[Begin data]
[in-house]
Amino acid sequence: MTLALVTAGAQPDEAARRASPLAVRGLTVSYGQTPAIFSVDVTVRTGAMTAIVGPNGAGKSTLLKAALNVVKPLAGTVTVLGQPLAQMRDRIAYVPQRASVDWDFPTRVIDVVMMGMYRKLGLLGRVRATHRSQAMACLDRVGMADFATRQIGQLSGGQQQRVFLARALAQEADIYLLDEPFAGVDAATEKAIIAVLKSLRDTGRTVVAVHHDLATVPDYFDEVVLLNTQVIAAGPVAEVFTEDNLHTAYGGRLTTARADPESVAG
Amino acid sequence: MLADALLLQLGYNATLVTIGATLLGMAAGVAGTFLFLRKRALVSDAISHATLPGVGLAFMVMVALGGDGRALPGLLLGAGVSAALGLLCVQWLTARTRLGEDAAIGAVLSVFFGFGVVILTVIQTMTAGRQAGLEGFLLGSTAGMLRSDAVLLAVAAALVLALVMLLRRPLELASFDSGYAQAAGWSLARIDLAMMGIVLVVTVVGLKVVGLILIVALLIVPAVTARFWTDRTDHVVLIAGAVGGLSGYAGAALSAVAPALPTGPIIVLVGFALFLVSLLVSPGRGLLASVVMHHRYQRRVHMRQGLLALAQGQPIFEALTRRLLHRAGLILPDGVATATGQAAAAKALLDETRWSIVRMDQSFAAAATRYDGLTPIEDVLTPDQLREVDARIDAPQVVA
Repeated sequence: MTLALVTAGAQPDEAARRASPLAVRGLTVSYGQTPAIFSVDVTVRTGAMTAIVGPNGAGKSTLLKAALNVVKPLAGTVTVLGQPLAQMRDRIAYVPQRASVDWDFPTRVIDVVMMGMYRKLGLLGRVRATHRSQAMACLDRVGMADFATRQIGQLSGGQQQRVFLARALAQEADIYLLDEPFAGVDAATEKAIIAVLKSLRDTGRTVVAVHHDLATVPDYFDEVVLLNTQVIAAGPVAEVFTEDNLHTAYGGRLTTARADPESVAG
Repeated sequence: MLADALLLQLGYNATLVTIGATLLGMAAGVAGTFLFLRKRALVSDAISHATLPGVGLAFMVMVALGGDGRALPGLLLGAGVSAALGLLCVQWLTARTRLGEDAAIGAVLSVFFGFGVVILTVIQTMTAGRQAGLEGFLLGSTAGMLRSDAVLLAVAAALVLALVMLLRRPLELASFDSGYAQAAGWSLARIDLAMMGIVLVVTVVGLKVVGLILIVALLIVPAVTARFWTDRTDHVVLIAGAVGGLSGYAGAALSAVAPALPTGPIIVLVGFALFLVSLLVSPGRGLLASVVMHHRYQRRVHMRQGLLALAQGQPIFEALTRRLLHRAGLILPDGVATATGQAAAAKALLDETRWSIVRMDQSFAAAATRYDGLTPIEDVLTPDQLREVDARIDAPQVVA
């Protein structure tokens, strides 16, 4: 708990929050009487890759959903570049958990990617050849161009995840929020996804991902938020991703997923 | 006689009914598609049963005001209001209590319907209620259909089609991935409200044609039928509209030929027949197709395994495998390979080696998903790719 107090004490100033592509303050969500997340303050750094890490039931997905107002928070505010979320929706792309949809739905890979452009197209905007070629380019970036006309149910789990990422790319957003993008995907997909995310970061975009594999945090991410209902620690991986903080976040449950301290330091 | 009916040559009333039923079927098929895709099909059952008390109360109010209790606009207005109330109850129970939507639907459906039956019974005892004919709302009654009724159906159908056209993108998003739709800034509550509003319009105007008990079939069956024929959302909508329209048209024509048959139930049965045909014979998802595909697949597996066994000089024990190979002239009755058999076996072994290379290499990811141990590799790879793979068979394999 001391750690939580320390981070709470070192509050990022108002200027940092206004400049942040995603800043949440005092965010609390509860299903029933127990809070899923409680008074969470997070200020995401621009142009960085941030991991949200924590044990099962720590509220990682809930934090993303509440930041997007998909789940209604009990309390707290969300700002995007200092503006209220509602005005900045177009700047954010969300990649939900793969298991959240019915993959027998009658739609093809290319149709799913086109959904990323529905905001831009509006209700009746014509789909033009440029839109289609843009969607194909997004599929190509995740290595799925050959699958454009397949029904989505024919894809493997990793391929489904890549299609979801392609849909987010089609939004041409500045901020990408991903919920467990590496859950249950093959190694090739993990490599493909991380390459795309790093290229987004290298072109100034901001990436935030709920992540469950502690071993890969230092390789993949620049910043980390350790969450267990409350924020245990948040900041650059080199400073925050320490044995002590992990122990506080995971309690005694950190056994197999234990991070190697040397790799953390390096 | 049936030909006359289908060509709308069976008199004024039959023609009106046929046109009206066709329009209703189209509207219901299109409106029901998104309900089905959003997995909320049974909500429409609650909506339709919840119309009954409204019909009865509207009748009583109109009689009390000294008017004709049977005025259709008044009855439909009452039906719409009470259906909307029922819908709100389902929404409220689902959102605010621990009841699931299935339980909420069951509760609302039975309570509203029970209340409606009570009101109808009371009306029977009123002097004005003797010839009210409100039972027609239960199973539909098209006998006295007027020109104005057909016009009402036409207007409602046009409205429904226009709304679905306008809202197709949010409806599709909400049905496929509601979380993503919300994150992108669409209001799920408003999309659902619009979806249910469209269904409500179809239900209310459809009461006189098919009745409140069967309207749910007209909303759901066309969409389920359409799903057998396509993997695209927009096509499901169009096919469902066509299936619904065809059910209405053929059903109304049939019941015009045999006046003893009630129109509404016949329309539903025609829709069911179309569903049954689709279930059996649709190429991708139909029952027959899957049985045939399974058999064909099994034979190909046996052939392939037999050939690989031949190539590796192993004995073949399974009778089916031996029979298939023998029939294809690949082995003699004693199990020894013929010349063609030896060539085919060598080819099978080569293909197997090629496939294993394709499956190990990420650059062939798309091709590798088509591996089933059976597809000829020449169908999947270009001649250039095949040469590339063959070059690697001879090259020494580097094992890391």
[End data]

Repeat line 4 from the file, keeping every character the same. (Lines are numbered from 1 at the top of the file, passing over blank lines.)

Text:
Repeated sequence: MTLALVTAGAQPDEAARRASPLAVRGLTVSYGQTPAIFSVDVTVRTGAMTAIVGPNGAGKSTLLKAALNVVKPLAGTVTVLGQPLAQMRDRIAYVPQRASVDWDFPTRVIDVVMMGMYRKLGLLGRVRATHRSQAMACLDRVGMADFATRQIGQLSGGQQQRVFLARALAQEADIYLLDEPFAGVDAATEKAIIAVLKSLRDTGRTVVAVHHDLATVPDYFDEVVLLNTQVIAAGPVAEVFTEDNLHTAYGGRLTTARADPESVAG